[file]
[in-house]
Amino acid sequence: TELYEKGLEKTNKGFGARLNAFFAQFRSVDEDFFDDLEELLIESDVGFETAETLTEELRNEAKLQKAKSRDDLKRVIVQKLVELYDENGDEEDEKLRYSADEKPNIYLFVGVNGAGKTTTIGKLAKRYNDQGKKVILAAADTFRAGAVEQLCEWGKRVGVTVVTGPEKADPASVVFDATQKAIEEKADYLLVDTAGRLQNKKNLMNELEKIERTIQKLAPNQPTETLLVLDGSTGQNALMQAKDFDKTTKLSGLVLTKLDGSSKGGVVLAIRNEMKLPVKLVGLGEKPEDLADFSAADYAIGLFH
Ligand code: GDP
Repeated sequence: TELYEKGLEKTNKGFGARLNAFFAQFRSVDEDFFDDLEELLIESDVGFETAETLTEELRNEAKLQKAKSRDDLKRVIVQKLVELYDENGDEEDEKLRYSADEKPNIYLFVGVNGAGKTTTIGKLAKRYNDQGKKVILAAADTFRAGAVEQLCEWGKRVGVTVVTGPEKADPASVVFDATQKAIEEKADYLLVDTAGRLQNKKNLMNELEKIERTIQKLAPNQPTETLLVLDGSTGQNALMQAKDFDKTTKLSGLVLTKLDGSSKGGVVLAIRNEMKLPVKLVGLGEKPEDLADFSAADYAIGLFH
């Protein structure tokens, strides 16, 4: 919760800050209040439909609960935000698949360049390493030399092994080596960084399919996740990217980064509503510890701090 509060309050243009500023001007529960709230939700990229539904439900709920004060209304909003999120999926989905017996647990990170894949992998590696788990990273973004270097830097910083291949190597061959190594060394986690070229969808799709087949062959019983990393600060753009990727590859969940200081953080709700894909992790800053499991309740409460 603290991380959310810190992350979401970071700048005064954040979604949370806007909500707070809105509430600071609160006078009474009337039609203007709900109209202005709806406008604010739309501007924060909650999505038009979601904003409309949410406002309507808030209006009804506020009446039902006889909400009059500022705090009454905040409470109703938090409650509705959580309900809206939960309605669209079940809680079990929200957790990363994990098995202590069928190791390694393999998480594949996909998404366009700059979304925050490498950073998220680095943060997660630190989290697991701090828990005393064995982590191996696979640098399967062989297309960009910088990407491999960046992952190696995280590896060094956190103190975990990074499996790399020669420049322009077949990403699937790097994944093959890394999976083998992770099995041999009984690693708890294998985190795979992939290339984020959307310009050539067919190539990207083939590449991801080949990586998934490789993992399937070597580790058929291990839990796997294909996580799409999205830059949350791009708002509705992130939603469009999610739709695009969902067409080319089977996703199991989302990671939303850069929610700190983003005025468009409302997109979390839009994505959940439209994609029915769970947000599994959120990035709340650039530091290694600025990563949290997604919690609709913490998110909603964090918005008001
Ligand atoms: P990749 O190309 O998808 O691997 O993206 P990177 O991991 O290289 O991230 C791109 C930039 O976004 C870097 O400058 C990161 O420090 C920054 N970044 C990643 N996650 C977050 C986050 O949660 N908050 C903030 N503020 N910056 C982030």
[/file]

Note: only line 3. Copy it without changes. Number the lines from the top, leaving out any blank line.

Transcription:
Ligand code: GDP